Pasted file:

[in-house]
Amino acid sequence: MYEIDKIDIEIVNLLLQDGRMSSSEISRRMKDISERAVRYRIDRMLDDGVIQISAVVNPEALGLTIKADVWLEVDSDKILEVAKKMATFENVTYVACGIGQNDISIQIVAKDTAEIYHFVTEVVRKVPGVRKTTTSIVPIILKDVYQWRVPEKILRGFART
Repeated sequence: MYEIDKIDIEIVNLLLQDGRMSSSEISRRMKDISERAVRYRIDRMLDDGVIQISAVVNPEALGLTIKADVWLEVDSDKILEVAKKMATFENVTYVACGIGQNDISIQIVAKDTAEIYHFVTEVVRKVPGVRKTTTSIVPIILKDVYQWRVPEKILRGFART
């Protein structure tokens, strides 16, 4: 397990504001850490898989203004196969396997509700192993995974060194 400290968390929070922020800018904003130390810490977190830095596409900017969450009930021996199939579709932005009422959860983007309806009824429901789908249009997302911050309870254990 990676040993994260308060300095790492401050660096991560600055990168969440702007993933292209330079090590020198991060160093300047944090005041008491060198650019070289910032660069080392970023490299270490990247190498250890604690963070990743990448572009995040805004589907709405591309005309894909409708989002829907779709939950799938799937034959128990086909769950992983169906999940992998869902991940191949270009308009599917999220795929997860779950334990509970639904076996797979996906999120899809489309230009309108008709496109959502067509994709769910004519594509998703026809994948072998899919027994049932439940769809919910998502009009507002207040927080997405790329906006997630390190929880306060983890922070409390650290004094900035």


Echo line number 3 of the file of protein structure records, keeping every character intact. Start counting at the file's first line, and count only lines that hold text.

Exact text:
Repeated sequence: MYEIDKIDIEIVNLLLQDGRMSSSEISRRMKDISERAVRYRIDRMLDDGVIQISAVVNPEALGLTIKADVWLEVDSDKILEVAKKMATFENVTYVACGIGQNDISIQIVAKDTAEIYHFVTEVVRKVPGVRKTTTSIVPIILKDVYQWRVPEKILRGFART